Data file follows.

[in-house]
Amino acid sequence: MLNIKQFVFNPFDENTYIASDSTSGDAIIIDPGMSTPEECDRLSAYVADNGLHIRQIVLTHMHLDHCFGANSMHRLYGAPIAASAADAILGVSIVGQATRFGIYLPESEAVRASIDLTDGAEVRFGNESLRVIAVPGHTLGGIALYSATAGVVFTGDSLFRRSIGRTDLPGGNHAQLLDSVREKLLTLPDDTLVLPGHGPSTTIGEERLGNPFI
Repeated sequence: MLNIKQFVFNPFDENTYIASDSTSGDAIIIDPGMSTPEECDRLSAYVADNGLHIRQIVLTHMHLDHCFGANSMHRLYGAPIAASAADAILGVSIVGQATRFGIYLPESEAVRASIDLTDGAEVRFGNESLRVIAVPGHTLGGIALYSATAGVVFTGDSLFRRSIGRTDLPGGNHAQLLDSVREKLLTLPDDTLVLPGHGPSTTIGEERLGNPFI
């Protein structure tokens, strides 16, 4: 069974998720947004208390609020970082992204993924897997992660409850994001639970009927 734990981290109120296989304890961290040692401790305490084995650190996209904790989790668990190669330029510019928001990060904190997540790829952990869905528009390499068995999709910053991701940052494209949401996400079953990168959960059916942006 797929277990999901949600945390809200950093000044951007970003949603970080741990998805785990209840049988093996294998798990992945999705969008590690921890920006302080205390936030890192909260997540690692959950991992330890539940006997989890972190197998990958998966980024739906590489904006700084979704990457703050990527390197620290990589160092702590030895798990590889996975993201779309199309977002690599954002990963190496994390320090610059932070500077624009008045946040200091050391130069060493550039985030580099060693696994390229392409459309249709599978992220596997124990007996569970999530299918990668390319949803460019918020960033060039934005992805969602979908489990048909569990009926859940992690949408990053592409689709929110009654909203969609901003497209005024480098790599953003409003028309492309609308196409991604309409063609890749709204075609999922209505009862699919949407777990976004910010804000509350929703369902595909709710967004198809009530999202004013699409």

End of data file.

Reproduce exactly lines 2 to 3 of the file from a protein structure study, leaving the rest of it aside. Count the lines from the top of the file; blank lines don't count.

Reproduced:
Amino acid sequence: MLNIKQFVFNPFDENTYIASDSTSGDAIIIDPGMSTPEECDRLSAYVADNGLHIRQIVLTHMHLDHCFGANSMHRLYGAPIAASAADAILGVSIVGQATRFGIYLPESEAVRASIDLTDGAEVRFGNESLRVIAVPGHTLGGIALYSATAGVVFTGDSLFRRSIGRTDLPGGNHAQLLDSVREKLLTLPDDTLVLPGHGPSTTIGEERLGNPFI
Repeated sequence: MLNIKQFVFNPFDENTYIASDSTSGDAIIIDPGMSTPEECDRLSAYVADNGLHIRQIVLTHMHLDHCFGANSMHRLYGAPIAASAADAILGVSIVGQATRFGIYLPESEAVRASIDLTDGAEVRFGNESLRVIAVPGHTLGGIALYSATAGVVFTGDSLFRRSIGRTDLPGGNHAQLLDSVREKLLTLPDDTLVLPGHGPSTTIGEERLGNPFI